New lottery operator says cost-of-living crisis has had ‘limited’ impact

·2-min read
A National Lottery Lotto ticket, in north London (Yui Mok/PA) (PA Archive)
A National Lottery Lotto ticket, in north London (Yui Mok/PA) (PA Archive)

The gambling giant expected to take over the National Lottery has said the cost of living crisis has had a “limited” impact on demand for its games.

Allwyn, which runs lotteries in Austria, Italy and Greece on Monday reported 902m euros in Gross Gaming Revenue (GGR) for the second quarter of 2022, up 23% from the same time last year.

The company, expected to be be the next operator of the Nation Lottery from 2024, said recent economic events will continue to have “some impact” on its business but appeared optimistic about the extent its operations will be affected.

Allwyn said inflation, rising energy prices, and the war in Ukraine had a “limited” impact on demand for its games (Joe Giddens/PA) (PA Archive)
Allwyn said inflation, rising energy prices, and the war in Ukraine had a “limited” impact on demand for its games (Joe Giddens/PA) (PA Archive)

Addressing the war in Ukraine, rising energy prices and inflation in an update on its trading it said: “The impact on demand for our products has been limited, reflecting their low price point and low average spend per customer, as well as our large number of regular players.

“Current trends are in line with the resilience of our revenues during previous periods of weaker general consumer sentiment, for example the early period of the Covid-19 epidemic, the Greek crisis and the global financial crisis when demand for our products remained resilient, especially in comparison with other consumer sectors.

“Similar to other periods when general consumer sentiment has been subject to shocks, our revenues were impacted to a limited extent in the immediate aftermath of the Russian invasion of Ukraine and the rapid increase in energy prices.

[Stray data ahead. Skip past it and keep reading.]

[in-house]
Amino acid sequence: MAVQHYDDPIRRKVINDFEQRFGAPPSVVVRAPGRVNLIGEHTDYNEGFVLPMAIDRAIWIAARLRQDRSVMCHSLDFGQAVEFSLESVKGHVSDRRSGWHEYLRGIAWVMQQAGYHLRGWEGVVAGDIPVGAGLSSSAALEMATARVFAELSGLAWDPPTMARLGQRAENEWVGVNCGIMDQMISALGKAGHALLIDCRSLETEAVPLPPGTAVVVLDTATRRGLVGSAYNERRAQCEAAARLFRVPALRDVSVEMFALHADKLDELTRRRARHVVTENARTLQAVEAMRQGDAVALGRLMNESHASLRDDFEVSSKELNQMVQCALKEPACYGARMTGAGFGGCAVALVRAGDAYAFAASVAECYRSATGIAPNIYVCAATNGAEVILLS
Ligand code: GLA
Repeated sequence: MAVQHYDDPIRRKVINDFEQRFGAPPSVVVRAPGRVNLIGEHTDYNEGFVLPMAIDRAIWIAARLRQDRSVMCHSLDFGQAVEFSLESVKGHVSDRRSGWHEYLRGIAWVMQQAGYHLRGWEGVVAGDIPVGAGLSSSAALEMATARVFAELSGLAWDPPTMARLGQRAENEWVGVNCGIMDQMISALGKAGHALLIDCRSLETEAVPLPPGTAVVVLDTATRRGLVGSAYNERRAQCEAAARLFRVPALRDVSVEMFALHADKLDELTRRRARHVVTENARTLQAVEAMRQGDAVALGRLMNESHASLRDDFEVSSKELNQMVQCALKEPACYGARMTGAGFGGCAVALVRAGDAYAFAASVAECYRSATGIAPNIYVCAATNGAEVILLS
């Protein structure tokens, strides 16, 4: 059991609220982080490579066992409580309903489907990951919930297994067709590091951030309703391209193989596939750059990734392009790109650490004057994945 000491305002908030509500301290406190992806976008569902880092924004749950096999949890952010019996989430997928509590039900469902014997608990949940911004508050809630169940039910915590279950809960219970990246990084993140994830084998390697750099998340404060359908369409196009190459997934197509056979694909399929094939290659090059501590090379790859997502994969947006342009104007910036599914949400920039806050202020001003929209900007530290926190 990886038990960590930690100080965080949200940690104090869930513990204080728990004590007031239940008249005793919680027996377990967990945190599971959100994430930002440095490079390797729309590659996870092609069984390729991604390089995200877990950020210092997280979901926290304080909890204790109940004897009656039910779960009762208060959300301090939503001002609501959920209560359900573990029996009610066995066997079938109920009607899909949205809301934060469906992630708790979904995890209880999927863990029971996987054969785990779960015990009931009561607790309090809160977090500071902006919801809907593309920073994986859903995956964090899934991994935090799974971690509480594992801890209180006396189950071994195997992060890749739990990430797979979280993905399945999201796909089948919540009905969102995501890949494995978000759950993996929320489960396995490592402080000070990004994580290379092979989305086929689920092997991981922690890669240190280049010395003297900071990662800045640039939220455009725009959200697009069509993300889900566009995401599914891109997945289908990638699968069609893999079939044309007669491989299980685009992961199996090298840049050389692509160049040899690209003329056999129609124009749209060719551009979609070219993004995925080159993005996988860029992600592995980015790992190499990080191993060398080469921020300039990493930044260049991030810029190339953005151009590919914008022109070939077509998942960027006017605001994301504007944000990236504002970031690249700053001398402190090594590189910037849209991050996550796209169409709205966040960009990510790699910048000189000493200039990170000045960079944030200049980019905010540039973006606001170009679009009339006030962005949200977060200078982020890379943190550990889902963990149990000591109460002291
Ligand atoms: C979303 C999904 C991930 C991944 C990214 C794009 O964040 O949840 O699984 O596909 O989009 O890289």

“However, once the period of the initial shock had passed and consumers’ behaviour had normalised, sales of most of our products in most of our geographies demonstrated a strong recovery.”

The Gambling Commission, Britain’s gambling regulator, announced in March that it had chosen Allwyn for the next National Lottery licence, ditching Camelot after 30 years.

In June Camelot lost a legal bid to prevent the handover, with the high court agreeing to lift a suspension preventing the commission from beginning the licence transfer.

The suspension was put in place when Camelot launched action in April challenging the decision to pick Allwyn.

Camelot is hoping for a trial in October, but the commission is pushing for it to begin in January.

Camelot is expected to sue the regulator for an estimated £500 million damages.

In the performance update, Robert Chvatal, Allwyn chief executive, said the company “look forward” to a hearing of the case in September.

He said: “Following the March announcement that we have been selected as the Preferred Applicant for the fourth UK National Lottery licence by the UK Gambling Commission, we continue with our preparations to take over as operator of the UK National Lottery once the Gambling Commission confirms the award of the fourth licence.

“We look forward to the Court of Appeal hearing in September of the current operator’s appeal of the High Court’s decision to allow the license award to proceed and the formal transition period to begin.”